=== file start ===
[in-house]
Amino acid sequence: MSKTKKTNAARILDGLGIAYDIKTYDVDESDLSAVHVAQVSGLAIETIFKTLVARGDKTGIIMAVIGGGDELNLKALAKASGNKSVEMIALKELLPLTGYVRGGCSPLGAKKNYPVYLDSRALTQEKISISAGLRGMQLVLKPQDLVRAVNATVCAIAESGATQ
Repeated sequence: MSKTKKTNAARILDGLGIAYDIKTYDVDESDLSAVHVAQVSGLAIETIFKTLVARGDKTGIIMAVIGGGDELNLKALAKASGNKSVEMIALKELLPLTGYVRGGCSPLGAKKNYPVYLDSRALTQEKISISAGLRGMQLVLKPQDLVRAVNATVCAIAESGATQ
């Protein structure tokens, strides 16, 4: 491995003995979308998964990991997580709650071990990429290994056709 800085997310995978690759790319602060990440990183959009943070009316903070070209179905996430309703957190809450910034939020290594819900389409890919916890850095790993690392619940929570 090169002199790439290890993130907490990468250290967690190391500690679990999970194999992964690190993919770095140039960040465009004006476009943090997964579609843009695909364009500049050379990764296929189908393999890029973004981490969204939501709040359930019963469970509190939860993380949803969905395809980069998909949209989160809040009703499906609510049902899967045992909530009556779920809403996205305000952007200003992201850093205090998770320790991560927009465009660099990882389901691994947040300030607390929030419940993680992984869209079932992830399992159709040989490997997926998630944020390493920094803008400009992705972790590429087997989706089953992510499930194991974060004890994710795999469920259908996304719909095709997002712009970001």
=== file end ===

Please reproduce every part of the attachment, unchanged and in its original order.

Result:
[in-house]
Amino acid sequence: MSKTKKTNAARILDGLGIAYDIKTYDVDESDLSAVHVAQVSGLAIETIFKTLVARGDKTGIIMAVIGGGDELNLKALAKASGNKSVEMIALKELLPLTGYVRGGCSPLGAKKNYPVYLDSRALTQEKISISAGLRGMQLVLKPQDLVRAVNATVCAIAESGATQ
Repeated sequence: MSKTKKTNAARILDGLGIAYDIKTYDVDESDLSAVHVAQVSGLAIETIFKTLVARGDKTGIIMAVIGGGDELNLKALAKASGNKSVEMIALKELLPLTGYVRGGCSPLGAKKNYPVYLDSRALTQEKISISAGLRGMQLVLKPQDLVRAVNATVCAIAESGATQ
């Protein structure tokens, strides 16, 4: 491995003995979308998964990991997580709650071990990429290994056709 800085997310995978690759790319602060990440990183959009943070009316903070070209179905996430309703957190809450910034939020290594819900389409890919916890850095790993690392619940929570 090169002199790439290890993130907490990468250290967690190391500690679990999970194999992964690190993919770095140039960040465009004006476009943090997964579609843009695909364009500049050379990764296929189908393999890029973004981490969204939501709040359930019963469970509190939860993380949803969905395809980069998909949209989160809040009703499906609510049902899967045992909530009556779920809403996205305000952007200003992201850093205090998770320790991560927009465009660099990882389901691994947040300030607390929030419940993680992984869209079932992830399992159709040989490997997926998630944020390493920094803008400009992705972790590429087997989706089953992510499930194991974060004890994710795999469920259908996304719909095709997002712009970001």